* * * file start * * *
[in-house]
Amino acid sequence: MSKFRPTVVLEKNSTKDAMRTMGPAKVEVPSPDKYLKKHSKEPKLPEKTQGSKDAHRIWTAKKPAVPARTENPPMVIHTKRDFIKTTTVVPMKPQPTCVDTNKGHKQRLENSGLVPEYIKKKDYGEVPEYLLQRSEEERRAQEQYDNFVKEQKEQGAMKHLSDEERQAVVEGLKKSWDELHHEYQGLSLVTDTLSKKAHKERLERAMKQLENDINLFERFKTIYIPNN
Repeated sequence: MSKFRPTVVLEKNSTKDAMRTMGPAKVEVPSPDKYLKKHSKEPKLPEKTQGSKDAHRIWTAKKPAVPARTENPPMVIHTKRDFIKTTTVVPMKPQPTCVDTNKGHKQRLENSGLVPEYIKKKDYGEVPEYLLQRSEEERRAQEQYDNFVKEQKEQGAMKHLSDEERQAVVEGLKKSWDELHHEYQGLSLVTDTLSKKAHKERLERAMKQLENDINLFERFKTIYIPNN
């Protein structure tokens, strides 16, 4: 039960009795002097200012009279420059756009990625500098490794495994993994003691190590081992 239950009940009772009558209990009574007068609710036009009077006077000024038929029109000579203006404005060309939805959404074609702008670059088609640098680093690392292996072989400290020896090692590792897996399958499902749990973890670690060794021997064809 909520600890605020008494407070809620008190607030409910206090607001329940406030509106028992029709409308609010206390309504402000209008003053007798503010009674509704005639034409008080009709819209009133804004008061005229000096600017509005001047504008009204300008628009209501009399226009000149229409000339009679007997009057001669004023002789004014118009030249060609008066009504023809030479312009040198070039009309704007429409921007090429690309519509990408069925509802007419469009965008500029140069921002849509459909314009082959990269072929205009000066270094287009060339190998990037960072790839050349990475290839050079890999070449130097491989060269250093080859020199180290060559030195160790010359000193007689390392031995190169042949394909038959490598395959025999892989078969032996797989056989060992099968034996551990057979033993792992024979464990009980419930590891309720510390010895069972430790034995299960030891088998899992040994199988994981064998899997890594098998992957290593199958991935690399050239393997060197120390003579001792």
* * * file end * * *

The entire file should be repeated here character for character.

[in-house]
Amino acid sequence: MSKFRPTVVLEKNSTKDAMRTMGPAKVEVPSPDKYLKKHSKEPKLPEKTQGSKDAHRIWTAKKPAVPARTENPPMVIHTKRDFIKTTTVVPMKPQPTCVDTNKGHKQRLENSGLVPEYIKKKDYGEVPEYLLQRSEEERRAQEQYDNFVKEQKEQGAMKHLSDEERQAVVEGLKKSWDELHHEYQGLSLVTDTLSKKAHKERLERAMKQLENDINLFERFKTIYIPNN
Repeated sequence: MSKFRPTVVLEKNSTKDAMRTMGPAKVEVPSPDKYLKKHSKEPKLPEKTQGSKDAHRIWTAKKPAVPARTENPPMVIHTKRDFIKTTTVVPMKPQPTCVDTNKGHKQRLENSGLVPEYIKKKDYGEVPEYLLQRSEEERRAQEQYDNFVKEQKEQGAMKHLSDEERQAVVEGLKKSWDELHHEYQGLSLVTDTLSKKAHKERLERAMKQLENDINLFERFKTIYIPNN
């Protein structure tokens, strides 16, 4: 039960009795002097200012009279420059756009990625500098490794495994993994003691190590081992 239950009940009772009558209990009574007068609710036009009077006077000024038929029109000579203006404005060309939805959404074609702008670059088609640098680093690392292996072989400290020896090692590792897996399958499902749990973890670690060794021997064809 909520600890605020008494407070809620008190607030409910206090607001329940406030509106028992029709409308609010206390309504402000209008003053007798503010009674509704005639034409008080009709819209009133804004008061005229000096600017509005001047504008009204300008628009209501009399226009000149229409000339009679007997009057001669004023002789004014118009030249060609008066009504023809030479312009040198070039009309704007429409921007090429690309519509990408069925509802007419469009965008500029140069921002849509459909314009082959990269072929205009000066270094287009060339190998990037960072790839050349990475290839050079890999070449130097491989060269250093080859020199180290060559030195160790010359000193007689390392031995190169042949394909038959490598395959025999892989078969032996797989056989060992099968034996551990057979033993792992024979464990009980419930590891309720510390010895069972430790034995299960030891088998899992040994199988994981064998899997890594098998992957290593199958991935690399050239393997060197120390003579001792």